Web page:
In April of 2008 I drove from Lake Tahoe to Haines, Alaska up the Al-Can highway through British Columbia and the Yukon with an enclosed 4-snowmobile trailer and a ton of gear. I told myself the year before after a few years of getting "shut out" with heli time, that I wouldn't come back up without snowmobiles....instead of sitting around drinking myself into oblivion on a "down day."
Well thank God we did that because we definitely had down days again right from the get-go. The sledding up at Haines Pass is out of control good. Even staying closer to town like below Old Faithful is great. Can't say enough about how much fun it is to ride snowmobiles up there with no trees.
So the first legit day after that main snow storm cycle, we still went out snowmobiling one more time wanting to let the snow set up a bit more....while another part of our group went up in the bird. Actually two groups went up in the bird, and the first group did all the normal day-after-storm-cycle snow pit and snow quality tests.
The first group decided that while the dangers remained elevated, that it was good to go. They all made some of the sickest pow turns in their lives I was told. The next group then - a couple hundred meters or so over - set up for their descent.
The guy in the video was the first one to drop from their group and while not a guide, he had a lot of Utah and AK backcountry experience. He had a Black Diamond Avalung on, but as you can tell from the video while he's talking as he's dropping in, it wasn't in his mouth to start. He tried to shove it in the instant of starting to get sucked down, but it didn't stay in fully during his ragdoll descent. It was just off to the corner of his mouth he said, and he definitely got some snow / ice in his mouth still.
So as he drops in you can also see the sluff to the skier's right immediately start building....and that's actually the chute that was the intended route down. For whatever reason - well pure, unadulterated powder will do it to you - he didn't go make some strong "skier cuts" into the upper pack to do one final snow check as instructed by the main guide who was doing the "tail gunner" work.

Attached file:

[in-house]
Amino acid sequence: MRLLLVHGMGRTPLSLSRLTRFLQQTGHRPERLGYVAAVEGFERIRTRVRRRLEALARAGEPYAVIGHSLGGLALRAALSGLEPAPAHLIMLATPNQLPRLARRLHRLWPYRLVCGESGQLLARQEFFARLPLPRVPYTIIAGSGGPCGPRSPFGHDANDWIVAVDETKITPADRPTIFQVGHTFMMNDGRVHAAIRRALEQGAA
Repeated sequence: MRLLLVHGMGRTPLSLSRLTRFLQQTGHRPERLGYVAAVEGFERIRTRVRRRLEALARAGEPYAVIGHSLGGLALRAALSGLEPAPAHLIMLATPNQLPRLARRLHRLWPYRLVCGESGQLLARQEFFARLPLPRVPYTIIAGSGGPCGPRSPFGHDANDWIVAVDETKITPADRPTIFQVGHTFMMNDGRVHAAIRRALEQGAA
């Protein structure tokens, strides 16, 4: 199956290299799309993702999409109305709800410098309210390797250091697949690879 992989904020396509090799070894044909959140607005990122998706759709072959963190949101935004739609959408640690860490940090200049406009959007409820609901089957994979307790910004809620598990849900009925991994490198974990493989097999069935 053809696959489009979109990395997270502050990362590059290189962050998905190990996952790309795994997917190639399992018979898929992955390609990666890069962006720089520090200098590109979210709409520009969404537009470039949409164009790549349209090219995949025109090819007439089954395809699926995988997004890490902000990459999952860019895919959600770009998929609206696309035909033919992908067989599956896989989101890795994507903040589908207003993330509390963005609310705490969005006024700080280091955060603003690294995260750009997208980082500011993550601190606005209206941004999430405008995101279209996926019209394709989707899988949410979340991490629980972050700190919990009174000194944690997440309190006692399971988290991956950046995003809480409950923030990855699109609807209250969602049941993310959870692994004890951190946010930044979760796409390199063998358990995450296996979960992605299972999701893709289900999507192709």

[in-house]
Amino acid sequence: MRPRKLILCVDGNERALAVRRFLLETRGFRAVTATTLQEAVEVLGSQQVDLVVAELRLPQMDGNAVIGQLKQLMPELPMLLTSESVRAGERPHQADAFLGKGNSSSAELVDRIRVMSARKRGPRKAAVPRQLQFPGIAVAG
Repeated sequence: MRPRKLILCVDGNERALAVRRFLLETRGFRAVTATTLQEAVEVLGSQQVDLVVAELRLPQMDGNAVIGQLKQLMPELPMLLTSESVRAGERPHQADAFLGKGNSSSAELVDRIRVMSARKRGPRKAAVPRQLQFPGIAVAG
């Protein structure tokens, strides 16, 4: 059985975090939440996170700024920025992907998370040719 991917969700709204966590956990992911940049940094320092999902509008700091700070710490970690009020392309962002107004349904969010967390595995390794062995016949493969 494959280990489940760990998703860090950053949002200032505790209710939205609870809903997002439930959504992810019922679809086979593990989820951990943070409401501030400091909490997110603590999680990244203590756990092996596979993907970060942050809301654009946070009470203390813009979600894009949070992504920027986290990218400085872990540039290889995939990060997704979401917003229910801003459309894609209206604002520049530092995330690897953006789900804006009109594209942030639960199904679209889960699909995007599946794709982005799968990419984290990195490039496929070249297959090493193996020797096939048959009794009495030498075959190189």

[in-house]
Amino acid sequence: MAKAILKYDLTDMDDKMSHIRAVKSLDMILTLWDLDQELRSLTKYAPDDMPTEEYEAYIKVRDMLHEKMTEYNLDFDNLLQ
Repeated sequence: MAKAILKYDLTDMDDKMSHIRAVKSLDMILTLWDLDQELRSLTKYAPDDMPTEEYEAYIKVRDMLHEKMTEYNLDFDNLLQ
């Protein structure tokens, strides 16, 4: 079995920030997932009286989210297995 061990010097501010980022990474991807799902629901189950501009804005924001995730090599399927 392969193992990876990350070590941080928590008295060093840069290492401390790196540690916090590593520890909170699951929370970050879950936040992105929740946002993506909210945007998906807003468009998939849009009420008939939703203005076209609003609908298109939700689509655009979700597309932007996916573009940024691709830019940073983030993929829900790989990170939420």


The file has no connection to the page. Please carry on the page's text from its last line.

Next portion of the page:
Instead he just sent it. And it didn't take more than a few turns out on this big shoulder above this cliff band to break loose.
This was a decent sized avalanche. 1,500 feet the dude fell in a little over 20 seconds. The crown was about 1 - 1.5m. The chute that he got sucked through to the skier's right was flanked on either side by cliff bands that were about 30m tall. He luckily didn't break any bones and obviously didn't hit anything on the run out.
He was only buried for 4 and a half minutes which is incredibly short. I cannot stress these next sentences enough; that in and of itself to be unburied in ONLY 4:28 is miraculous if you have any understanding of being caught in an avalanche and what it takes to be found. It could literally be some kind of "world record" just on how good the guide and supporting cast of other skiers was in getting to him. It also shows why you should ALWAYS be going with people trained in avalanche rescue / first aid....as well as why you'd want to be going with a guided heli operation. Sure this was terrifying for him, but he would've probably been dead if not for going with a guide.
He also got very lucky to be honest. In the time that he's buried, you can hear his breathing already accelerate. The ruffling noise back and forth is his chest rising and falling and the noise that his jacket makes. The intermittent whimpering noise you hear is him trying to swallow and get some air since the avalung wasn't fully in his mouth and instead just to the corner of his mouth. Still sends chills up the back of my neck. Oh...the luck? They located him so fast because his right glove came off just before he came completley to rest and there was an excellent visual of course.
And then the digging out is utterly amazing. I don't think that you could've paid a Hollywood crew to stage something better. The fact that he could've been facing any 360 direction and yet he's looking right up into the sun-filled blue sky with that first full scoop away of the shovel is borderline spiritual.